Global warming and extreme weather events reported in the last years have attracted a lot of attention in academia, industry and media. The ongoing debate around the observed climate change has focused on three important questions: will occurrence of extreme weather events increase in the future, which geographical locations will be most affected, and to what degree will climate change have impact on future ship traffic and design of ships and offshore structures? The present study shortly reviews the findings of the Intergovernmental Panel on Climate Change Fourth Assessment Report, AR4,  and other relevant publications regarding projections of meteorological and oceanographic conditions in the 21st century and beyond with design needs in focus. Emphasis is on wave climate and its potential implications on safe design and operations of ship structures. A risk based approach for marine structure design accounting for climate change is proposed. The impact of expected wave climate change on ship design is demonstrated for five oil tankers, ranging from Product tanker to VLCC. Consequences of climate change for the hull girder failure probability and hence the steel weight of the deck in the midship region is shown. Recommendations for future research activities allowing adaptation to climate change are given.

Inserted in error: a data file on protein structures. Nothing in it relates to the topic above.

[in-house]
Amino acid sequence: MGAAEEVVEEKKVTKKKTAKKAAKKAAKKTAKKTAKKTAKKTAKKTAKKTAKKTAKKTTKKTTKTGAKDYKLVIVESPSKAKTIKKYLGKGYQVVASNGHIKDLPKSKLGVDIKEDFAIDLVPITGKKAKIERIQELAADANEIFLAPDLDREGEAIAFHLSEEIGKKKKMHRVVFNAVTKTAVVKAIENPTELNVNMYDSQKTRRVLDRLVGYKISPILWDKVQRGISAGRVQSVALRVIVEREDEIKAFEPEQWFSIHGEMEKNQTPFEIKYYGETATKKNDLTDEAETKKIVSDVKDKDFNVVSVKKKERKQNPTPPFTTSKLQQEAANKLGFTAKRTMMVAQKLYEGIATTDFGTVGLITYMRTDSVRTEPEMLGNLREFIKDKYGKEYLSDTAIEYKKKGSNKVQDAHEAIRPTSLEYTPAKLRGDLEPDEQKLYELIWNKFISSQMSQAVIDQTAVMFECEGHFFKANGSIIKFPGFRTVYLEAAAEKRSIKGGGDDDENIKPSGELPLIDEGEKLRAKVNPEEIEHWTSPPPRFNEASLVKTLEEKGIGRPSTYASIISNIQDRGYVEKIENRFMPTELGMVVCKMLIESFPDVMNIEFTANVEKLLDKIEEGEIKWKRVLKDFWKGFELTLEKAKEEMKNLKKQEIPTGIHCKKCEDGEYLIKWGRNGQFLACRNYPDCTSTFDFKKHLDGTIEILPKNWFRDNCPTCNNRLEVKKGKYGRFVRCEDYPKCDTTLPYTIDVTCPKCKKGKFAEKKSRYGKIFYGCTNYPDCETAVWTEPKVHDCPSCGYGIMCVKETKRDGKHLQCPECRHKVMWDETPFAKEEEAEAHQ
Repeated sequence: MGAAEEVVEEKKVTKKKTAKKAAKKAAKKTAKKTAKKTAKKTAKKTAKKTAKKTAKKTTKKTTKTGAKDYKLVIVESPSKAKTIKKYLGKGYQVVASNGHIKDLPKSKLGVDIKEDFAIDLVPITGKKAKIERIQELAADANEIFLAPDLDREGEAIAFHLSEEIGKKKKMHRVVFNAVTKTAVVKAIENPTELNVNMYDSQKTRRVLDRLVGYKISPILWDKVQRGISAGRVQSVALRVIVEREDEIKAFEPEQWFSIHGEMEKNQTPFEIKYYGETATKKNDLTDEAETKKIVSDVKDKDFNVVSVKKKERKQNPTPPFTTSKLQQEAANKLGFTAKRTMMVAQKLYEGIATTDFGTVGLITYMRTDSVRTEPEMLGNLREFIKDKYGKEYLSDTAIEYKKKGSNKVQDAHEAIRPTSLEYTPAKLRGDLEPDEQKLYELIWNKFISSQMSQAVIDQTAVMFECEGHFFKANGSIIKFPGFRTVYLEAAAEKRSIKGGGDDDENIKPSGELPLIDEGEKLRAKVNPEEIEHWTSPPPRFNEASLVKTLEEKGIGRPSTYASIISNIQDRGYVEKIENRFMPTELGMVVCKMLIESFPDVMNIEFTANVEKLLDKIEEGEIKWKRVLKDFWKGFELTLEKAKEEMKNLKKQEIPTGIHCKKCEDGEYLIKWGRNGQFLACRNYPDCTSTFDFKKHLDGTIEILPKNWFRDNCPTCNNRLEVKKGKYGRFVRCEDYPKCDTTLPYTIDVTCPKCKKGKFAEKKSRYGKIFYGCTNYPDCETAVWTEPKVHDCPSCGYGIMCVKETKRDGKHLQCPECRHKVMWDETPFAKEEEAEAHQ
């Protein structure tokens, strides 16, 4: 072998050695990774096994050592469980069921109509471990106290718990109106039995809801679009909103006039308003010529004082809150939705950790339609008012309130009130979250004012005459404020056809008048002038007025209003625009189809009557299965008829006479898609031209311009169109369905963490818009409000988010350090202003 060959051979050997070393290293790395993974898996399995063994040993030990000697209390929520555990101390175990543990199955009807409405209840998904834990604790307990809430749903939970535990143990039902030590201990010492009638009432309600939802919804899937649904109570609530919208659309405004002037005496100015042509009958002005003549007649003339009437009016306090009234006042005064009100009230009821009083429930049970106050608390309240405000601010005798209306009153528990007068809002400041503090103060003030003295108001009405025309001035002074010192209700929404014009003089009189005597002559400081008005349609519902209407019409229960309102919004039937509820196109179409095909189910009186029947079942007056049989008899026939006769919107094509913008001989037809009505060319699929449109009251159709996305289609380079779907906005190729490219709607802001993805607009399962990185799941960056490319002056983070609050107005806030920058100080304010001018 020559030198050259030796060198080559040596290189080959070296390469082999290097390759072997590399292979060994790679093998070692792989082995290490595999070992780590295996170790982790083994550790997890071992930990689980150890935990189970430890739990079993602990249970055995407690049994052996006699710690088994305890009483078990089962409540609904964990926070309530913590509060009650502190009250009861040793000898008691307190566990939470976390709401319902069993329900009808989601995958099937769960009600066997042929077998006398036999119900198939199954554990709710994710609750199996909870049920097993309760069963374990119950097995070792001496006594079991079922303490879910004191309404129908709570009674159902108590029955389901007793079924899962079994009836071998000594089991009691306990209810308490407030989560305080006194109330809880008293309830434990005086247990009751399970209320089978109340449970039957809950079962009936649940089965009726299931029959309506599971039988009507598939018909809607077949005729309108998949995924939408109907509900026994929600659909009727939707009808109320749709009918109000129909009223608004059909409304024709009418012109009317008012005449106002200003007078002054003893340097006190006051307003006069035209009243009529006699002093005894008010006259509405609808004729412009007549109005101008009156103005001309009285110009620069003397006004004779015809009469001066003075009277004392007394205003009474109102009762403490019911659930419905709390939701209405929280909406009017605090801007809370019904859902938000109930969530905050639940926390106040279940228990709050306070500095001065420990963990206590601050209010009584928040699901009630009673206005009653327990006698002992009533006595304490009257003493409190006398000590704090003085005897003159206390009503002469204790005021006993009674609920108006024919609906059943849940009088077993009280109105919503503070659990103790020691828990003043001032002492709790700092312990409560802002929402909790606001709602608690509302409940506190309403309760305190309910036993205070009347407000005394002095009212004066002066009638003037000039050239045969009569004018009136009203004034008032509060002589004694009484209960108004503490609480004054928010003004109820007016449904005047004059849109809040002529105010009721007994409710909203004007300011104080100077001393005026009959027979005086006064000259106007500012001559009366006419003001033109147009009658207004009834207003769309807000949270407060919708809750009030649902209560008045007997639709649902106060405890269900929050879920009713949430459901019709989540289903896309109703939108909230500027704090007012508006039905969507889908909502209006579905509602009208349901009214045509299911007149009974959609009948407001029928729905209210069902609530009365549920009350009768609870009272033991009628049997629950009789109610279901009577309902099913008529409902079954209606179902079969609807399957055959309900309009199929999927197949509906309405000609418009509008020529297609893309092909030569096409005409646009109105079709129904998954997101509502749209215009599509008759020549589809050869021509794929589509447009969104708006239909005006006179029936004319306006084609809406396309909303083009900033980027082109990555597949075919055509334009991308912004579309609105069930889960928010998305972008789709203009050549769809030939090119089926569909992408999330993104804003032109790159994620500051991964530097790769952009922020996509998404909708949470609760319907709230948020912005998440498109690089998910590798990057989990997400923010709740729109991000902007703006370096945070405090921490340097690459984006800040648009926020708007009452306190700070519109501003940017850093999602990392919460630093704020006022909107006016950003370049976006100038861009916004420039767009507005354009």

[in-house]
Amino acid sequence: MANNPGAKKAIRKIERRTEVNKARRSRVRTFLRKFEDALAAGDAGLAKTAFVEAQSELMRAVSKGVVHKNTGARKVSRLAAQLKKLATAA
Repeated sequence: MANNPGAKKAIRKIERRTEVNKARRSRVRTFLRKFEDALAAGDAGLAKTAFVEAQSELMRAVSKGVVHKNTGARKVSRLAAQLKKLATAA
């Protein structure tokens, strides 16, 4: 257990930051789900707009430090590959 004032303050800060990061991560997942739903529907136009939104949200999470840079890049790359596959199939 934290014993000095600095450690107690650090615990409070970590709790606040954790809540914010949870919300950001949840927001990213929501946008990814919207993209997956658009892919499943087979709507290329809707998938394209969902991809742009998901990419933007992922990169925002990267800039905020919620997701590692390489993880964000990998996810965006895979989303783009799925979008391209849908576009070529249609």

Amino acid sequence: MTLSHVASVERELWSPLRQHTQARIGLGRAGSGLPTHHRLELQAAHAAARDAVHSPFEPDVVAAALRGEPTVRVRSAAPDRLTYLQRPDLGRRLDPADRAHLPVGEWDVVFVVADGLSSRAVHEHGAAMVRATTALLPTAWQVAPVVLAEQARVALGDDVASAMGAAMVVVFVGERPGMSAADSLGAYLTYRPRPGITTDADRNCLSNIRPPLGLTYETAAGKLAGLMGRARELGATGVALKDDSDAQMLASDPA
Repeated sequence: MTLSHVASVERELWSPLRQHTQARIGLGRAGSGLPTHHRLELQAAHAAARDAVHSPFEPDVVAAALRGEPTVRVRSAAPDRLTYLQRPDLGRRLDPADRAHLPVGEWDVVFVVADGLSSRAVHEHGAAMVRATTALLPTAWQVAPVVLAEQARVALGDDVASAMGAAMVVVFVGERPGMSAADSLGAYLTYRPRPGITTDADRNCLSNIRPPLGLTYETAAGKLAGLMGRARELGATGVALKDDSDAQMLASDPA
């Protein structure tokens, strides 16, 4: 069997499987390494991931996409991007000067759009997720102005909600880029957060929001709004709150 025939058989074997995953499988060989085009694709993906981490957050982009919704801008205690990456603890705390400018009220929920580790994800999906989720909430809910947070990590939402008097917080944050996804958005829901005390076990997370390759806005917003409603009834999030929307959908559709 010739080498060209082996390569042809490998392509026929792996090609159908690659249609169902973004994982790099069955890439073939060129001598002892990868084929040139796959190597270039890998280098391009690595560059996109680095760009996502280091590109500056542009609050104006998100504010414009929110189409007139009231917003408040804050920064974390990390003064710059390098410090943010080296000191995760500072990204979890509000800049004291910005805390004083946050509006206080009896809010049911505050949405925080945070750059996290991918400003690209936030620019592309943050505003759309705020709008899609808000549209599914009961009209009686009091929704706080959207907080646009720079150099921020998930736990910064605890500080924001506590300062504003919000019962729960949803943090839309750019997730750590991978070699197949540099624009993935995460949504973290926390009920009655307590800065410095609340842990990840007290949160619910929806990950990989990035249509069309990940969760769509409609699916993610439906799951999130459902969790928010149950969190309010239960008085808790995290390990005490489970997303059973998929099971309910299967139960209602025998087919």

Potential Impact of Climate Change on Tanker Design
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Bitner-Gregersen, EM, Ho̸rte, T, & Skjong, R. "Potential Impact of Climate Change on Tanker Design." Proceedings of the ASME 2011 30th International Conference on Ocean, Offshore and Arctic Engineering. Volume 2: Structures, Safety and Reliability. Rotterdam, The Netherlands. June 19–24, 2011. pp. 805-813. ASME. https://doi.org/10.1115/OMAE2011-50162
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